Editor's note: This story incorrectly said Gov. Pat McCrory spoke to Charlotte Mayor Patrick Cannon for roughly an hour just before the arrest. McCrory talked to Cannon for about 10 minutes sometime after 10 a.m. Wednesday.
UPDATED: Gov. Pat McCrory expressed outrage Wednesday at the news of Mayor Patrick Cannon’s arrest.
The former 14-year Charlotte mayor spoke to Cannon for about 10 minutes soon after 10 a.m. Wednesday about the ongoing saga involving control of the Charlotte airport, just a couple hours before his arrest. The news came as a shock, he said.
“I’m heartbroken about what’s happened and I’m angry at the same time because it’s someone I’ve known for a long period of time and I love this city,” McCrory said in an interview outside an event in Raleigh. “This city has had an incredible reputation for a long, long time about its high ethical standards. The city does not deserve that type of behavior.”
McCrory said he has known Cannon for 30 years. He recalled that his brother, Phil, was Cannon’s “Big” in the Big Brother Big Sister program. McCrory said he helped teach Cannon how to swim at age 13.
“He was very close to me and my family,” he said. He paused, looking anguished. “I’m just extremely disappointed and angry.”
In conversations outlined in the criminal complaint, Cannon describes his close relationship with McCrory as an asset. He also touted ties to President Barack Obama and Republican state Sen. Bob Rucho of Charlotte.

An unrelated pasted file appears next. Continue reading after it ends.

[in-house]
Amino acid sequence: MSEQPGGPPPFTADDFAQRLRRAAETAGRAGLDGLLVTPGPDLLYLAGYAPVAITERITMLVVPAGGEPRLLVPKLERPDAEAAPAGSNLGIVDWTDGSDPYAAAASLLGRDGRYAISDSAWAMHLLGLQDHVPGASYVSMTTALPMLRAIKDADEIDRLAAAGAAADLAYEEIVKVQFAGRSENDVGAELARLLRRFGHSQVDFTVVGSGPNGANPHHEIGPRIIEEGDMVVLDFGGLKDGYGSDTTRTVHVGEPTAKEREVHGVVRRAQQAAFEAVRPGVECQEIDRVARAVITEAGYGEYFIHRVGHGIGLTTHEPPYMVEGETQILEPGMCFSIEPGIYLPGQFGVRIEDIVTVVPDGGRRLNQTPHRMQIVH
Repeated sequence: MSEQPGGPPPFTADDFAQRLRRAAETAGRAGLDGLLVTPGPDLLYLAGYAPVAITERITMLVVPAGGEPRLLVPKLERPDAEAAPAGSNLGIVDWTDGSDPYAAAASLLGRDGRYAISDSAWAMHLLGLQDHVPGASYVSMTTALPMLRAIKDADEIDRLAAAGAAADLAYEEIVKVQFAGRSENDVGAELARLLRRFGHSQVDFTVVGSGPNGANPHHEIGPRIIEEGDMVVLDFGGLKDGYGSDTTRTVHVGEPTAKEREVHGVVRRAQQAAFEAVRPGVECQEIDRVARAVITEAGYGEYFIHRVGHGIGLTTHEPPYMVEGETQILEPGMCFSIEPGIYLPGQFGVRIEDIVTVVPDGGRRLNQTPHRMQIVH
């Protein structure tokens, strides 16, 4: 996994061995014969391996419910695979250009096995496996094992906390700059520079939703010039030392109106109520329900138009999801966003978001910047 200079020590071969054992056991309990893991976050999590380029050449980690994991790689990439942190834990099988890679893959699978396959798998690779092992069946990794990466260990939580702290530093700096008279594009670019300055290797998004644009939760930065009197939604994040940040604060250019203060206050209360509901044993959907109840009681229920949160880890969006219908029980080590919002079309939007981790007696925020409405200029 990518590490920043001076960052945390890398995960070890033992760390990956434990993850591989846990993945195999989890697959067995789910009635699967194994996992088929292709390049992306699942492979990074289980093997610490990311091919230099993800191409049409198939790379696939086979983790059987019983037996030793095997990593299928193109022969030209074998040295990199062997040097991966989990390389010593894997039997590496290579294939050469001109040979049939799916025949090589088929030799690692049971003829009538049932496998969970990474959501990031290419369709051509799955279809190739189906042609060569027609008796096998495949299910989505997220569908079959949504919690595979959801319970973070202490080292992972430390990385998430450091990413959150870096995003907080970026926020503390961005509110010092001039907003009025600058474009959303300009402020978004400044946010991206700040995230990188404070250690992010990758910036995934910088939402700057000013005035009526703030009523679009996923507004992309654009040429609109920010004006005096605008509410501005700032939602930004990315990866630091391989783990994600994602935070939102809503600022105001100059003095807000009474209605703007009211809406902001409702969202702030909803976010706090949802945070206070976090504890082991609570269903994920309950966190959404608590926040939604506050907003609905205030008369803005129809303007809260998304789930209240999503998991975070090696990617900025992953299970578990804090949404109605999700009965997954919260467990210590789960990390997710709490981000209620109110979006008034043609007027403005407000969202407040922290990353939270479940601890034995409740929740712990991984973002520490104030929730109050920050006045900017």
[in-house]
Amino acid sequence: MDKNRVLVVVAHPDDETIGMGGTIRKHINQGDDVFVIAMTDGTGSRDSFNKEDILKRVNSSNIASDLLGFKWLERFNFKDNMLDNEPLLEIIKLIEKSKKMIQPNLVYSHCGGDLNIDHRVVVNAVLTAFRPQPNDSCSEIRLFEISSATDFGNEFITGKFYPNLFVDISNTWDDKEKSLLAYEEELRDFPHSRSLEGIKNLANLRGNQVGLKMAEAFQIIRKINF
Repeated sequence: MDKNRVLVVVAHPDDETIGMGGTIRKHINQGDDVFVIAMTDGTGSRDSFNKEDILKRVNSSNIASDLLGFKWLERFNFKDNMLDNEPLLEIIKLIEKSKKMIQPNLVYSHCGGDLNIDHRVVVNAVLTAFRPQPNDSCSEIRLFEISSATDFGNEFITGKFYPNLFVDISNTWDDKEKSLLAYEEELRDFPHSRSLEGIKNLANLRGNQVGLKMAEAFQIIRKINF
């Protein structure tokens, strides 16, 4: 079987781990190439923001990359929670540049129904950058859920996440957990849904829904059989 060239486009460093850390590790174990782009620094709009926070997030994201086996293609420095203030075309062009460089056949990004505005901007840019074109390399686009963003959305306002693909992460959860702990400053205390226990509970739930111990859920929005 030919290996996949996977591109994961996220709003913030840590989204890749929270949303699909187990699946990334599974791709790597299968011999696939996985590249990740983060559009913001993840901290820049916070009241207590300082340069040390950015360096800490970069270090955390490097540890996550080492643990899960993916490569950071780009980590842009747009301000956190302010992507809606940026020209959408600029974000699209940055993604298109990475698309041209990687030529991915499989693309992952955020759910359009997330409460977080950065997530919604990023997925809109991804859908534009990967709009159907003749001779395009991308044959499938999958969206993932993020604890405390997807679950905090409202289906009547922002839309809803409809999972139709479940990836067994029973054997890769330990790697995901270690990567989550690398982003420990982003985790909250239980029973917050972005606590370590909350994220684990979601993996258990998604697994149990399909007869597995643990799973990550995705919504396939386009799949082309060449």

McCrory said he hadn’t read the full criminal complaint. Asked about his recent conversations with Cannon, McCrory described nothing unusual. “The conversations we’ve had were about the airport, city business and state legislation,” the governor said, “like I do with many other mayors and its been a conversation of pure professionalism.”
McCrory spoke to Mayor Pro Tem Michael Barnes and Deputy City Manager Ron Kimble Wednesday afternoon to reassure them the state would continue its working relationship, including pending economic development projects. The governor said he will visit Charlotte for the MetLife headquarters ground-breaking Thursday. He said he is worried it will hurt economic development opportunities.
“This is a terrible piece of news for the city of Charlotte and the state of North Carolina. This behavior cannot be tolerated and it cannot happen ever again. It’s unacceptable,” he said.
“Being a former 20-year elected official in that city, we used the high ethical standards of our city government as a recruitment tool,” McCrory added. “That’s why this makes me even more angry because it destroys a reputation that is well deserved for many, many years.”
Asked whether the pressures of public office are to blame, McCrory bristled. “Pressures of public office are no excuse for any of this type of alleged behavior,” he said.